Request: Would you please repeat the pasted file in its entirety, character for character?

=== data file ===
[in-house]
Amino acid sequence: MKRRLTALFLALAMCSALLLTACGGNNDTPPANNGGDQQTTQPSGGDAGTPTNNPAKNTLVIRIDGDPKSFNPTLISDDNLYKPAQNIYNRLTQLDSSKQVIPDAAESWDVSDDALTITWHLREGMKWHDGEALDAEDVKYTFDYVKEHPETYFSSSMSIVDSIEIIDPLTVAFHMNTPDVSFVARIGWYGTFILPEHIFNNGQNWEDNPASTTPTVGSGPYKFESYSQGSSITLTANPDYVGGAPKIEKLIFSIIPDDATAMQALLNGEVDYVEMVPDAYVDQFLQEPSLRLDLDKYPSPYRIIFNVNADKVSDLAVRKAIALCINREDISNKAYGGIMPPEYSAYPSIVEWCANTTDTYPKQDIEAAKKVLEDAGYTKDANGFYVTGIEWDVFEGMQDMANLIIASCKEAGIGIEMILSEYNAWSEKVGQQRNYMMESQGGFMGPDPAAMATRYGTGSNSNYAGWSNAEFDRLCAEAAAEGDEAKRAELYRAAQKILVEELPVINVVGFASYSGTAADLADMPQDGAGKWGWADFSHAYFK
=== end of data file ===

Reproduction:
[in-house]
Amino acid sequence: MKRRLTALFLALAMCSALLLTACGGNNDTPPANNGGDQQTTQPSGGDAGTPTNNPAKNTLVIRIDGDPKSFNPTLISDDNLYKPAQNIYNRLTQLDSSKQVIPDAAESWDVSDDALTITWHLREGMKWHDGEALDAEDVKYTFDYVKEHPETYFSSSMSIVDSIEIIDPLTVAFHMNTPDVSFVARIGWYGTFILPEHIFNNGQNWEDNPASTTPTVGSGPYKFESYSQGSSITLTANPDYVGGAPKIEKLIFSIIPDDATAMQALLNGEVDYVEMVPDAYVDQFLQEPSLRLDLDKYPSPYRIIFNVNADKVSDLAVRKAIALCINREDISNKAYGGIMPPEYSAYPSIVEWCANTTDTYPKQDIEAAKKVLEDAGYTKDANGFYVTGIEWDVFEGMQDMANLIIASCKEAGIGIEMILSEYNAWSEKVGQQRNYMMESQGGFMGPDPAAMATRYGTGSNSNYAGWSNAEFDRLCAEAAAEGDEAKRAELYRAAQKILVEELPVINVVGFASYSGTAADLADMPQDGAGKWGWADFSHAYFK